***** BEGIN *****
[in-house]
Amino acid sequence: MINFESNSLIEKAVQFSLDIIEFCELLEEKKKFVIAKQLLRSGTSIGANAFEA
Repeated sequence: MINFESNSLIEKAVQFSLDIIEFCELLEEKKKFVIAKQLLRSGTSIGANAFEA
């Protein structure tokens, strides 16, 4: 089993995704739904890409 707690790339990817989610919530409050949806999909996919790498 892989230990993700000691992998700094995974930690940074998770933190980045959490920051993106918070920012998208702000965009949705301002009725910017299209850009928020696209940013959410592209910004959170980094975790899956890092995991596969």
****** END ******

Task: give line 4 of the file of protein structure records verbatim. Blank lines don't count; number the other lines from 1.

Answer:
């Protein structure tokens, strides 16, 4: 089993995704739904890409 707690790339990817989610919530409050949806999909996919790498 892989230990993700000691992998700094995974930690940074998770933190980045959490920051993106918070920012998208702000965009949705301002009725910017299209850009928020696209940013959410592209910004959170980094975790899956890092995991596969």